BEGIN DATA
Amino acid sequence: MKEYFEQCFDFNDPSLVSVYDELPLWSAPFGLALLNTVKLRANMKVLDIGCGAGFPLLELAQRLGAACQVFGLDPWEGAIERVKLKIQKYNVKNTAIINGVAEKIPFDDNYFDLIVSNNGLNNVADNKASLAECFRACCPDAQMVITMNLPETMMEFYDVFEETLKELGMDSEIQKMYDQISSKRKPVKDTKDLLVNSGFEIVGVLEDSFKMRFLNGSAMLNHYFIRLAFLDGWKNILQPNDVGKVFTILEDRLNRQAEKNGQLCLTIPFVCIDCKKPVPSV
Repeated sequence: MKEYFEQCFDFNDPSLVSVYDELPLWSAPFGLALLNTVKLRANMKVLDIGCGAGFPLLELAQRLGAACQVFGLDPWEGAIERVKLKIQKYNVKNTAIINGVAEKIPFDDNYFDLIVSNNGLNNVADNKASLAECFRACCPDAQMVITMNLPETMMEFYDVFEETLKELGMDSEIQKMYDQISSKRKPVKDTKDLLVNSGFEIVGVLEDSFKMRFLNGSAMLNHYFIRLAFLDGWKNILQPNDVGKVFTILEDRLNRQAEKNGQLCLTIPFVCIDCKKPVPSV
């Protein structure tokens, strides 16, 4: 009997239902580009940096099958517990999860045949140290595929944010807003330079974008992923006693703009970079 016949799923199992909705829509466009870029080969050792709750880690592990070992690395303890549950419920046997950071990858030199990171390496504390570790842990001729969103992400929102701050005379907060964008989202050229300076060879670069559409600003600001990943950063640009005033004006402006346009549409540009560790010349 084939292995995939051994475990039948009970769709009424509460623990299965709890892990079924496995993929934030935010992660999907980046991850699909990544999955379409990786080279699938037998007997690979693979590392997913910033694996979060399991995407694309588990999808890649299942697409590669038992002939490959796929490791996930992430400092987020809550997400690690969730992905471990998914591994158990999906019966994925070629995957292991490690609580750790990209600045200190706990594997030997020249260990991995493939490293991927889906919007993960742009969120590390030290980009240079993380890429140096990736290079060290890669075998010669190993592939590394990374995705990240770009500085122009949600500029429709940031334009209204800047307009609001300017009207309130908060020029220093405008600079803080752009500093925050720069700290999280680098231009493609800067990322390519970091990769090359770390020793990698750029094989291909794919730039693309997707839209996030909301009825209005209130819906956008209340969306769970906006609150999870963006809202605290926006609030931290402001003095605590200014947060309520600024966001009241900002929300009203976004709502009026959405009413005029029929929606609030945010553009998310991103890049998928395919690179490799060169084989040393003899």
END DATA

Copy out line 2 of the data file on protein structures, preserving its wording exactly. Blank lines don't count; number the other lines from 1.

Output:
Repeated sequence: MKEYFEQCFDFNDPSLVSVYDELPLWSAPFGLALLNTVKLRANMKVLDIGCGAGFPLLELAQRLGAACQVFGLDPWEGAIERVKLKIQKYNVKNTAIINGVAEKIPFDDNYFDLIVSNNGLNNVADNKASLAECFRACCPDAQMVITMNLPETMMEFYDVFEETLKELGMDSEIQKMYDQISSKRKPVKDTKDLLVNSGFEIVGVLEDSFKMRFLNGSAMLNHYFIRLAFLDGWKNILQPNDVGKVFTILEDRLNRQAEKNGQLCLTIPFVCIDCKKPVPSV